Constitutional Crisis Over the Ten Commandments?

This is a small story that has been brewing for quite a while, but may turn out to be very significant: Chief Justice Roy Moore of the Alabama Supreme Court says that he will not obey a federal court order requiring him to remove a 3,500-pound monument to the Ten Commandments from Alabama’s Supreme Court Building. Moore was a trial-court judge who became famous a few years ago for displaying the Ten Commandments in his courtroom; he ran for Chief Justice and was elected; he then had the monument erected. Here it is:
Under the Supremacy Clause, part of Article 6 of the Constitution, federal authority is ultimately superior to a state’s: “This Constitution, and the laws of the United States which shall be made in pursuance thereof; and all treaties made, or which shall be made, under the authority of the United States, shall be the supreme law of the land; and the judges in every state shall be bound thereby, anything in the Constitution or laws of any State to the contrary notwithstanding.”
When state officials in the South openly defied federal desegregation orders in the 1950’s, President Eisenhower mobilized the National Guard to make them comply. That was the last time, to my knowledge, that the federal government faced an outright challenge to its authority by state officials. In principle, the same result should follow here; right or wrong, the federal court’s decision on the unconstitutionality of the display of the Ten Commandments is binding on the Supreme Court of Alabama.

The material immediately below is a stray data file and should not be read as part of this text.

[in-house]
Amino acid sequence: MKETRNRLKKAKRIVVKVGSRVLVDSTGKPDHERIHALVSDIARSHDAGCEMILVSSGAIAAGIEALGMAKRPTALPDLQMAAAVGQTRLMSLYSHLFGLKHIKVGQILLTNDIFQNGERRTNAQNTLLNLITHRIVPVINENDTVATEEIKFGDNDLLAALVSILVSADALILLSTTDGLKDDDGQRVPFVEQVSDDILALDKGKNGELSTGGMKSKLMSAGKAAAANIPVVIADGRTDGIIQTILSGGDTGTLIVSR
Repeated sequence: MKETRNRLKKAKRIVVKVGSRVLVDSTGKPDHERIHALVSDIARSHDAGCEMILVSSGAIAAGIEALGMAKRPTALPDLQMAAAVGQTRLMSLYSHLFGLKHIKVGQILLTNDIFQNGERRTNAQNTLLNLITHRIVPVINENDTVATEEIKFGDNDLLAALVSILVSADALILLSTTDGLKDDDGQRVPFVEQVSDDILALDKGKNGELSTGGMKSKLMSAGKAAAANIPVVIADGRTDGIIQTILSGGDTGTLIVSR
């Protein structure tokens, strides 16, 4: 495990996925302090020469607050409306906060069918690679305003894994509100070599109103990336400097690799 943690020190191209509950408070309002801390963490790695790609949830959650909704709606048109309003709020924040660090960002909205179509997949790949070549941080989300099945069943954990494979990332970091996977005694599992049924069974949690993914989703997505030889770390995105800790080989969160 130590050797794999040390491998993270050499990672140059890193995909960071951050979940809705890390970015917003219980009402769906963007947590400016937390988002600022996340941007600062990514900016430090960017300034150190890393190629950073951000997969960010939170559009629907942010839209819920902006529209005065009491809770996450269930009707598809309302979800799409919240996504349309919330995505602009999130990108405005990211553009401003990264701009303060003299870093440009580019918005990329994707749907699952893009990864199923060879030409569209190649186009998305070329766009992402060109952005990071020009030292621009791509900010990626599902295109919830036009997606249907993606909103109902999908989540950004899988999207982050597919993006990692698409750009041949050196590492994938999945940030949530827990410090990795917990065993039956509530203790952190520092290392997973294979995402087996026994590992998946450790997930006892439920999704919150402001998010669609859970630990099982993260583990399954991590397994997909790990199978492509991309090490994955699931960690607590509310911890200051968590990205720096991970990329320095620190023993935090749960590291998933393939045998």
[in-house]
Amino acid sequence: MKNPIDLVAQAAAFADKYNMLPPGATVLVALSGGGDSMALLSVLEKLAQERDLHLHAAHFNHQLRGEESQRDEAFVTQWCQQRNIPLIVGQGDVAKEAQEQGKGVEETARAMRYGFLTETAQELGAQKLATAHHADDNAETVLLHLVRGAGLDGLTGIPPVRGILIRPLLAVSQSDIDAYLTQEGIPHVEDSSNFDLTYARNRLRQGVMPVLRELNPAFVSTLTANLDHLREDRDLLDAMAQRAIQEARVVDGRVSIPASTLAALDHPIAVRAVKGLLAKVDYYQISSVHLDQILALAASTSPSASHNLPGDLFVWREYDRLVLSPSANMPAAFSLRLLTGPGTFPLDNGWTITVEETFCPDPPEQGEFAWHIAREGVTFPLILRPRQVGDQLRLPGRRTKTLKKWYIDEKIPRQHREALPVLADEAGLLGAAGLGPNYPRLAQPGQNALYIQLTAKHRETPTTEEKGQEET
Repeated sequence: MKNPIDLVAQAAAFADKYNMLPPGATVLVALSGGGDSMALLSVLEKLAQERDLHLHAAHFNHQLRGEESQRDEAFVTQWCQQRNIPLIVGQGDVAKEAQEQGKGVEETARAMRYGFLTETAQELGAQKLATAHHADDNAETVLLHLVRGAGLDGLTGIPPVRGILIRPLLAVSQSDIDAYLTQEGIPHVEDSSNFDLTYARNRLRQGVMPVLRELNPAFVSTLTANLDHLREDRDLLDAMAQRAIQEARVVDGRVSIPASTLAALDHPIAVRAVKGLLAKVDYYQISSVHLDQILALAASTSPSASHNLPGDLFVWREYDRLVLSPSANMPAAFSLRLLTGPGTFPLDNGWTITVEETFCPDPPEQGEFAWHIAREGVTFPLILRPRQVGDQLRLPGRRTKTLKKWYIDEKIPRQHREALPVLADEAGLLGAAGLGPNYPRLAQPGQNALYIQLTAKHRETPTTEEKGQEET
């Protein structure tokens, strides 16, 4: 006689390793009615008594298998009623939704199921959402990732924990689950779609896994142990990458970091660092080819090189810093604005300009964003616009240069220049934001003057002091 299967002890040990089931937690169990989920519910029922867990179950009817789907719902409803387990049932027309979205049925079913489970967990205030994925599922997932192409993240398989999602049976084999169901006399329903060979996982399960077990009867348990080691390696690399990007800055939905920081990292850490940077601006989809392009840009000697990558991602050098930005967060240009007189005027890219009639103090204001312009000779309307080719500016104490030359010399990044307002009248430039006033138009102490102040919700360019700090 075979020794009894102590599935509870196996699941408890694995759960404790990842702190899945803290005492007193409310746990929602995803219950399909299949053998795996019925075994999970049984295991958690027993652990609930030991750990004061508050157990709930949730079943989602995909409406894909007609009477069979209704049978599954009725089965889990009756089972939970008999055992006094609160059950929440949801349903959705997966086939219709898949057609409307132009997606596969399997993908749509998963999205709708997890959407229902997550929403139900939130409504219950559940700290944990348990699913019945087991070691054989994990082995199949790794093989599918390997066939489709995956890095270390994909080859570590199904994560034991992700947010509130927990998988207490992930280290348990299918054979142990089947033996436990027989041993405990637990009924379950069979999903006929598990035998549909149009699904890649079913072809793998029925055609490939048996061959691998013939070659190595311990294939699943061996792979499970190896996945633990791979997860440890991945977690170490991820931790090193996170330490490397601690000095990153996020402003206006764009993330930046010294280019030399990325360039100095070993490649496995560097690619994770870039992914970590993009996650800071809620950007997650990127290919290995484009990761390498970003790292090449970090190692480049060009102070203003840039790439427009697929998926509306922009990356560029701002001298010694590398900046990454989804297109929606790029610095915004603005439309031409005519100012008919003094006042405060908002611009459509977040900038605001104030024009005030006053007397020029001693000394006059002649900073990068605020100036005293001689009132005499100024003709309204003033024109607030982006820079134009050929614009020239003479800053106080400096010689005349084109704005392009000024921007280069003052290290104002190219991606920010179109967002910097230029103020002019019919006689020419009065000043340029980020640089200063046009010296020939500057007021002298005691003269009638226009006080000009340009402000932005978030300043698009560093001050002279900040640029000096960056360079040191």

But it is hard to imagine President Bush (or, really, any President) sending out the National Guard to forcibly remove the Ten Commandments from a courthouse. So we could have a very interesting Constitutional crisis, with a determined state judiciary pitted against a federal government that has little enthusiasm for enforcing the mandate of its own court. The problems of slavery and race relations were the grand backdrop against which the issues of federal and state power were fought out over the course of more than a century. One would have thought that the Civil War and the civil rights sequel had settled those issues once and for all. Yet the current controversy suggests that with the context of race relations absent, and the federal judiciary adopting a far less politically popular position, the practical implementation of the Supremacy Clause may not be a foregone conclusion.
DEACON adds: Any chance that the Supreme Court will stave off a crisis by reversing the lower court’s ruling that displaying the Commandments is illegal? Probably not much of one. Meanwhile appeals court nominee William Pryor has issued a statement that he would “exercise any authority provided to me” to bring the state into line with the federal court order. Pryor’s sentiments are correct — the federal court’s decision is binding and should be followed, as Rocket Man says. Pryor’s statement also maximizes his chances of Senate confirmation. However, as Rocket Man suggests, the reality is that there is no “authority provided” to federal judges to bring states into line with their orders That’s up to the President.


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